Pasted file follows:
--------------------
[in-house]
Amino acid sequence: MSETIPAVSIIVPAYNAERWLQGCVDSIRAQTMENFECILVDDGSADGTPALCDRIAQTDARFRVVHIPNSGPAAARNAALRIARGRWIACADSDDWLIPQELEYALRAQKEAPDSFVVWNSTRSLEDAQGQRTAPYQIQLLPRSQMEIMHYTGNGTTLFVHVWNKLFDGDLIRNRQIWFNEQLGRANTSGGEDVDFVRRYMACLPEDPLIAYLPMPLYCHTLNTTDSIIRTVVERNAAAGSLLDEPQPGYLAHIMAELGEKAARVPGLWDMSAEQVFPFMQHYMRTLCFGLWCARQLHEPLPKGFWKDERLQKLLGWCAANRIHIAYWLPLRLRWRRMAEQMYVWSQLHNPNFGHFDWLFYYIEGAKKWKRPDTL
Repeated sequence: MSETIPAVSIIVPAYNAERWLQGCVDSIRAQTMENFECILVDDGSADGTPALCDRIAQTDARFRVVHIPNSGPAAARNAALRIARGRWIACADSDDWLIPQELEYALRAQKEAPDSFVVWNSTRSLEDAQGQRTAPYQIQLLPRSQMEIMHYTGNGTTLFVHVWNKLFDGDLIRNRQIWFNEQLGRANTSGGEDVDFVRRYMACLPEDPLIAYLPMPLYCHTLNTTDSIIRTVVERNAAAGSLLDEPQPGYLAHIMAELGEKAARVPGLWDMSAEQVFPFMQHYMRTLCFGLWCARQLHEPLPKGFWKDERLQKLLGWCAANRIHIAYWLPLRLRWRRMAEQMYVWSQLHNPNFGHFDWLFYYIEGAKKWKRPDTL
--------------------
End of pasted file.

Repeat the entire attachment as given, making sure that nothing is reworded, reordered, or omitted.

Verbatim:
[in-house]
Amino acid sequence: MSETIPAVSIIVPAYNAERWLQGCVDSIRAQTMENFECILVDDGSADGTPALCDRIAQTDARFRVVHIPNSGPAAARNAALRIARGRWIACADSDDWLIPQELEYALRAQKEAPDSFVVWNSTRSLEDAQGQRTAPYQIQLLPRSQMEIMHYTGNGTTLFVHVWNKLFDGDLIRNRQIWFNEQLGRANTSGGEDVDFVRRYMACLPEDPLIAYLPMPLYCHTLNTTDSIIRTVVERNAAAGSLLDEPQPGYLAHIMAELGEKAARVPGLWDMSAEQVFPFMQHYMRTLCFGLWCARQLHEPLPKGFWKDERLQKLLGWCAANRIHIAYWLPLRLRWRRMAEQMYVWSQLHNPNFGHFDWLFYYIEGAKKWKRPDTL
Repeated sequence: MSETIPAVSIIVPAYNAERWLQGCVDSIRAQTMENFECILVDDGSADGTPALCDRIAQTDARFRVVHIPNSGPAAARNAALRIARGRWIACADSDDWLIPQELEYALRAQKEAPDSFVVWNSTRSLEDAQGQRTAPYQIQLLPRSQMEIMHYTGNGTTLFVHVWNKLFDGDLIRNRQIWFNEQLGRANTSGGEDVDFVRRYMACLPEDPLIAYLPMPLYCHTLNTTDSIIRTVVERNAAAGSLLDEPQPGYLAHIMAELGEKAARVPGLWDMSAEQVFPFMQHYMRTLCFGLWCARQLHEPLPKGFWKDERLQKLLGWCAANRIHIAYWLPLRLRWRRMAEQMYVWSQLHNPNFGHFDWLFYYIEGAKKWKRPDTL